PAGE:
A man revered for his commitment to the Edmonton sports scene, Joey Moss, 57, has died.
Moss, born in 1963, was the 12th of 13 children born to Lloyd and Sophie Moss. Born with the genetic condition down syndrome, a disorder that results in developmental delays and varying intellectual disabilities, it never held him back.
Wayne Gretzky was the one who helped Joey get his start in Edmonton’s sports scene. Wayne, who was dating Moss’ sister Vikki in 1985, lobbied to Glen Sather to give Joey a job after seeing his hard work at a local bottle depot.
Whether he was filling up water bottles, folding towels or vacuuming the dressing room, Moss’ commitment to the Oilers was unmatched as his tenure was longer than that of nearly anyone in the organization.
Joey’s witty personality and outgoing nature were what made him such a staple. Moss could always be seen on the broadcasts of Oilers games right alongside the tunnel to the dressing room belting the national anthems, too.
Over the years, Moss worked hand-in-hand with all of those who walked through the doors of the Oilers arena. As his figure grew in the organization, so did it outside, too.
Moss became a staple of what it means to be an Edmontonian — someone who always came to work and gave it their all. His dedication was just as deep for the Edmonton CFL team, where Moss spent countless hours working a similar job to that with the Oilers.
He’d work for the CFL team from the opening of training camp in June through the middle of August, before heading to the rink to work in the Oilers room for the hocey season.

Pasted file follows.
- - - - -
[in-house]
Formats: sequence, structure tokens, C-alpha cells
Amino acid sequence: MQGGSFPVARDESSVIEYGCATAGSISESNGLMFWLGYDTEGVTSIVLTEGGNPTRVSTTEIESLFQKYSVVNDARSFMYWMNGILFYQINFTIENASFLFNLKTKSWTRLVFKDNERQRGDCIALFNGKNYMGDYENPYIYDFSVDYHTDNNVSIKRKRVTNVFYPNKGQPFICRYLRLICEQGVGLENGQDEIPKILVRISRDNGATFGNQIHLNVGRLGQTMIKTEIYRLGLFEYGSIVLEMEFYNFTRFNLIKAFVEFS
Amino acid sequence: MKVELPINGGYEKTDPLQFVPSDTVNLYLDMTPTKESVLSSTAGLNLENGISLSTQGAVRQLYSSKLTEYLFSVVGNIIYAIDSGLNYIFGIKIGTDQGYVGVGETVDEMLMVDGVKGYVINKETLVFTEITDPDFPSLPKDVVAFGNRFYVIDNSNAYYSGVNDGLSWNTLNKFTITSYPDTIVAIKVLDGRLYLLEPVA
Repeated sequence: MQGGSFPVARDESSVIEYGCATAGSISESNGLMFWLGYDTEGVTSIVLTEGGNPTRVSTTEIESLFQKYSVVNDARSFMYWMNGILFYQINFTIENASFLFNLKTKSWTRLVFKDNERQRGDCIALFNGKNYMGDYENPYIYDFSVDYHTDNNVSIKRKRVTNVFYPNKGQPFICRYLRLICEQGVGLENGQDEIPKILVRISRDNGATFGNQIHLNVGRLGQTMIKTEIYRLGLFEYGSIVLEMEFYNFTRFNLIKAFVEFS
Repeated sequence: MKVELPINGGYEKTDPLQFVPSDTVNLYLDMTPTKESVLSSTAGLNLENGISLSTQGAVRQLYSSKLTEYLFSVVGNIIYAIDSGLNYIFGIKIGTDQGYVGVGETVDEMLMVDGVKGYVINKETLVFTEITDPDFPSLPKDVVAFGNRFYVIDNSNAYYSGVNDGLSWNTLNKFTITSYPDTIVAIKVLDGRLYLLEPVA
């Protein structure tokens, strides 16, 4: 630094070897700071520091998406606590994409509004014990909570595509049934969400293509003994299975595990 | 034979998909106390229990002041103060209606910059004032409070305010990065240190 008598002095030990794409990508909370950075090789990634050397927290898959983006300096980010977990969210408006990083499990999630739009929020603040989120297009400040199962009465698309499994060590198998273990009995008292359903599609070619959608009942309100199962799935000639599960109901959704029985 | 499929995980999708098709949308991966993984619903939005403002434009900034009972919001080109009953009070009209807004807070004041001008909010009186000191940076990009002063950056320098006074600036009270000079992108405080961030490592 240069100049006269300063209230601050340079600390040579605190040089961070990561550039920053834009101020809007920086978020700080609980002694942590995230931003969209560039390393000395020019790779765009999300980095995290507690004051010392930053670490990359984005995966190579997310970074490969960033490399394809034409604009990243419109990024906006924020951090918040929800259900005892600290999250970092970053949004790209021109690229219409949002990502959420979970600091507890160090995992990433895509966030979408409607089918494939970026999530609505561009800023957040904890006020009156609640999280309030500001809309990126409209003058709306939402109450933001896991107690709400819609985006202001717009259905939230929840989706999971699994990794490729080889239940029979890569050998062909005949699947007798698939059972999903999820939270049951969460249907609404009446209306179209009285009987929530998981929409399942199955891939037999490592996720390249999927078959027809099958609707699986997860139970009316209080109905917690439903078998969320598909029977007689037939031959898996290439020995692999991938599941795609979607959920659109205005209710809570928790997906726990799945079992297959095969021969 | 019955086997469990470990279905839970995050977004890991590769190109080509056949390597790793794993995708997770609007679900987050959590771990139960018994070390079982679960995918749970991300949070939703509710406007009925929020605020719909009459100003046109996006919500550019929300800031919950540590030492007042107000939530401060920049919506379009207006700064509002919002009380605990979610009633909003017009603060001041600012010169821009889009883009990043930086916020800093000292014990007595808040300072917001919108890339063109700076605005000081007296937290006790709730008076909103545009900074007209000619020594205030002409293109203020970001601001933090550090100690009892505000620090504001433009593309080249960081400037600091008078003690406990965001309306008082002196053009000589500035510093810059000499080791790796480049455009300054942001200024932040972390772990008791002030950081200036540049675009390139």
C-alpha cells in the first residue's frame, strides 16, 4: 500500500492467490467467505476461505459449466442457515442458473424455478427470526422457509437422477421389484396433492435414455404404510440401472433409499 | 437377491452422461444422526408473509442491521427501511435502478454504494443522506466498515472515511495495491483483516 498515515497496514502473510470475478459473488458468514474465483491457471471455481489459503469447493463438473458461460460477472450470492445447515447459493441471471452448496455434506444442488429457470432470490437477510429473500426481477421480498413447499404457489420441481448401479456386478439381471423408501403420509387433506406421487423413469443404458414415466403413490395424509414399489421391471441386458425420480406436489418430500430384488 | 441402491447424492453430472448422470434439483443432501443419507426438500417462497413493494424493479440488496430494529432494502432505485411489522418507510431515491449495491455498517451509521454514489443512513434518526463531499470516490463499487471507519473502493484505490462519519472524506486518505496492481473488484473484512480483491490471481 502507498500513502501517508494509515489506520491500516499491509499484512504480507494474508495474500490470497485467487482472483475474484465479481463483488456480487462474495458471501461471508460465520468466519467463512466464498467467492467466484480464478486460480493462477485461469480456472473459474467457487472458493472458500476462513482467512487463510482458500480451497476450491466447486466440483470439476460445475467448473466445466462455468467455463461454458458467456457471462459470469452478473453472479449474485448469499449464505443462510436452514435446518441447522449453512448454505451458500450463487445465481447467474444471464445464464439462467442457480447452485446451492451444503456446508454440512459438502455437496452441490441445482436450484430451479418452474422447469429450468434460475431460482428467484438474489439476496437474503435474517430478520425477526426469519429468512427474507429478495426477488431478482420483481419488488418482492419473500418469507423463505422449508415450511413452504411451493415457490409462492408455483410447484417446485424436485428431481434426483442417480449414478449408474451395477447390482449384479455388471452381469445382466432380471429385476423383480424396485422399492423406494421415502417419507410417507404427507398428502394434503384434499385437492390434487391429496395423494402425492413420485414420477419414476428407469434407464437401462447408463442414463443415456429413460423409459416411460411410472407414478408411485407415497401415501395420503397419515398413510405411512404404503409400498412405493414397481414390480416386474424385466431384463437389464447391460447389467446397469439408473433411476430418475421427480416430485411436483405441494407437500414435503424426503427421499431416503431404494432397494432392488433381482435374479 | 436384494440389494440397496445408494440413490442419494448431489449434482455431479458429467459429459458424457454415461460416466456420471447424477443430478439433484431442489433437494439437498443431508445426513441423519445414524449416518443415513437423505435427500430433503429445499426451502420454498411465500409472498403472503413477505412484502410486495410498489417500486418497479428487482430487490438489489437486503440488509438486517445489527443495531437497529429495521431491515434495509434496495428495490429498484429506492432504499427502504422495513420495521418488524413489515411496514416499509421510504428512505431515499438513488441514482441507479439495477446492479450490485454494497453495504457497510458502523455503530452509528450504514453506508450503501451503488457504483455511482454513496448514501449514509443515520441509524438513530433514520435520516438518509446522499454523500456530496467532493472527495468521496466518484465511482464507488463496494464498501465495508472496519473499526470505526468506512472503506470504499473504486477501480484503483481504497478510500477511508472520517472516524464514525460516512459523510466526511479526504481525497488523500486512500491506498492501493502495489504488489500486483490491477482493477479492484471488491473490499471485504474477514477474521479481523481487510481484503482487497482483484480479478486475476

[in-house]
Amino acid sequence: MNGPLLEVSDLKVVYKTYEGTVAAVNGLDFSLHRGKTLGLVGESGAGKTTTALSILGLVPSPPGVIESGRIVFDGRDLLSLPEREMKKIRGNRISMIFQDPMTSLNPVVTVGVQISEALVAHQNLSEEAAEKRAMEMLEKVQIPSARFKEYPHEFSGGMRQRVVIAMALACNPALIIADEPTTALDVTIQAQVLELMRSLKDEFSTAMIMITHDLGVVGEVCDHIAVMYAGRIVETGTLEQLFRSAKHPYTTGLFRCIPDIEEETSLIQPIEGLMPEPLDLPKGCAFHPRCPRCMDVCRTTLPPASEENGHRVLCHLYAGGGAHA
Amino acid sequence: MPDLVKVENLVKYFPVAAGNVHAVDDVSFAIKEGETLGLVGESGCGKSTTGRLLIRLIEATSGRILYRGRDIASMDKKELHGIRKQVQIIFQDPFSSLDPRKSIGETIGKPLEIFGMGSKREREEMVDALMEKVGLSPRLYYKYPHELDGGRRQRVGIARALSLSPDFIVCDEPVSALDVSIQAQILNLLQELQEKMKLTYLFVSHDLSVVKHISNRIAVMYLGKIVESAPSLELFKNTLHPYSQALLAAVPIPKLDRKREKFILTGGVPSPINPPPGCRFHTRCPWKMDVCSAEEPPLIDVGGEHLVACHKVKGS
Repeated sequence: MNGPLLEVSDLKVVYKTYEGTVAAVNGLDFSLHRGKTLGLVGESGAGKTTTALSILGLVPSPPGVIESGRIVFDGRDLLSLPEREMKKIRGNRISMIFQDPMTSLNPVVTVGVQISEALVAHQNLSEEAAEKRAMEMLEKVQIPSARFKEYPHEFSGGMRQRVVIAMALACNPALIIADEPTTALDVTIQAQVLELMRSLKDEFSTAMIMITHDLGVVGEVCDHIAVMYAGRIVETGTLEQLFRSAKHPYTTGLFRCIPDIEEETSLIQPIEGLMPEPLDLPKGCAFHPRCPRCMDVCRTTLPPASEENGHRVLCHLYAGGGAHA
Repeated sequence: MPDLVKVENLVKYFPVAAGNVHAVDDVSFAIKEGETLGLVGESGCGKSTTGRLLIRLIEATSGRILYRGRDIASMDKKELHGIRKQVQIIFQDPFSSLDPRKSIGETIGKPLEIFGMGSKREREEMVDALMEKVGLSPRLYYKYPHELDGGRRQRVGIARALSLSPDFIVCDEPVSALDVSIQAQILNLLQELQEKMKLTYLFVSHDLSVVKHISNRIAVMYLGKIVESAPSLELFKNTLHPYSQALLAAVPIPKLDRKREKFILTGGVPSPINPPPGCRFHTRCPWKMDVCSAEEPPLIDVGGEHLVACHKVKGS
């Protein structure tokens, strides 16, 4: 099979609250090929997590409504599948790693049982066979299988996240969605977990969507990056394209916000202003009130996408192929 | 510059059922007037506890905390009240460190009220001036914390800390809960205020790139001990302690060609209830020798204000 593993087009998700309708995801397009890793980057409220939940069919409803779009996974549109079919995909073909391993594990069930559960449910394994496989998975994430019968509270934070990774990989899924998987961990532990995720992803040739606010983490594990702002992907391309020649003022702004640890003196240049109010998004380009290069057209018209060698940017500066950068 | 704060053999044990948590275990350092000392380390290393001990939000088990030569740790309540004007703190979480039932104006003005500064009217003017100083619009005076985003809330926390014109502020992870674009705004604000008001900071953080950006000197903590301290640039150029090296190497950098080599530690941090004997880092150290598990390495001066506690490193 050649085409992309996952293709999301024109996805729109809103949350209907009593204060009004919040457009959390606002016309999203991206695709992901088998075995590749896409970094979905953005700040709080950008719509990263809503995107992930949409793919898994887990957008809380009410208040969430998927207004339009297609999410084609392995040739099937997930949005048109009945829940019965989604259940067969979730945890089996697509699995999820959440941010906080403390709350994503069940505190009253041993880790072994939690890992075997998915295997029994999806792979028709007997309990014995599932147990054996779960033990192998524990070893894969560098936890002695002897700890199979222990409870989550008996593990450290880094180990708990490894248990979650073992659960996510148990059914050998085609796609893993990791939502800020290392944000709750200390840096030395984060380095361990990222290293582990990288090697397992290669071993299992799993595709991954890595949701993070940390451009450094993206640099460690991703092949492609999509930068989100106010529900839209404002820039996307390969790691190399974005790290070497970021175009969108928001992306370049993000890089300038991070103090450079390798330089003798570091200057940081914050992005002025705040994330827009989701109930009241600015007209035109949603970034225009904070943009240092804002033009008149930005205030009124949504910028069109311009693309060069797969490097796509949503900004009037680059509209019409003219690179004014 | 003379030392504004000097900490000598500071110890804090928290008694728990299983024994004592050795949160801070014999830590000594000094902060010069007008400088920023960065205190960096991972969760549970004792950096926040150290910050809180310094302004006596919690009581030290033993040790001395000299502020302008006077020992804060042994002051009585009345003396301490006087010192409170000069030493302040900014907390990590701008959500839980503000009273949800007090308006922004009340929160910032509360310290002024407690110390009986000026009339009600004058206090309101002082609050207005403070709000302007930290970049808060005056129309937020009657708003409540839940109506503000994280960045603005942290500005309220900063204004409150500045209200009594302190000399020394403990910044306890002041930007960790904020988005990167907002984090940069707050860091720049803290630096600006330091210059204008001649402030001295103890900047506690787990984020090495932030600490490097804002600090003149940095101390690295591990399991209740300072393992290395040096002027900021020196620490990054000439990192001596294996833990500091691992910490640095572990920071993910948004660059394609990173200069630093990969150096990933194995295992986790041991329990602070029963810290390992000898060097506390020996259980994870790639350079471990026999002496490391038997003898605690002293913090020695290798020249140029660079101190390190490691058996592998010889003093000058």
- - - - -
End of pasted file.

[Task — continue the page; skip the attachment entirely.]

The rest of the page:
In 2003, Moss was given the NHL Alumni Association “Seventh Man Award” in recognition of the behind-the-scenes work Moss did. In 2015, he received another major nod as he was inducted into the Alberta Sports Hall of Fame.
Above all, Moss was beloved by everyone in the city of Edmonton. One thing is for certain: the Oilers locker room will never be the same.
On Twitter: @zjlaing
— I Edmonton (@iheartedmonton) October 26, 2020
We are getting word from multiple sources now that Joey Moss has passed away. God almighty, this is a terrible day. Godspeed. Joey. You will be be missed by so many people.
— Robin Brownlee (@Robin_Brownlee) October 26, 2020
— Gene Principe (@GenePrincipe) October 26, 2020
Just confirmed that Joey Moss has passed.
When I came to live in Edmonton, one of the first things I learned was how much of an impact his career had on the history of the Oilers, the Eskimos, and the city itself.
His was truly a life well-lived.
I’ll miss you, pal.
— Jack Michaels (@EdmontonJack) October 27, 2020
— Derek Van Diest (@DerekVanDiest) October 26, 2020
Joey Moss really was the best of this city, working with the passion of a million burning suns for the sports and things he loved and touching too many lives to ever be able to count. #yeg #Yegcc #oilers pic.twitter.com/xNCTqOcKw0
— Courtney Theriault (@cspotweet) October 26, 2020
So sorry to hear Joey Moss has passed away. There's never been anybody like him, the way he loved Oilers and Eskimos, and how hard he worked. He had smile that could light up an entire hockey rink. Sparky Kulchisky took Joey under his wing with Oilers.
— Jim Matheson (@jimmathesonnhl) October 27, 2020
Yeg lost an icon today. Thank you, Joey. pic.twitter.com/3ymhQlsoEl
— paige (@nooorzy) October 26, 2020
RIP, legend. pic.twitter.com/KgHjHb5e1d
— Much Spoopy Howl Boy (@TheTowelBoy) October 26, 2020
My heart is broken.
— same ol 🅽🅳, 90% more Dan (@theDanalytic) October 26, 2020
Joey Moss proved that despite any limitation or easy excuse, if you work really, really hard and keep good company you can live the life you dreamed of.
— Carly Dermott (@carlydermott) October 27, 2020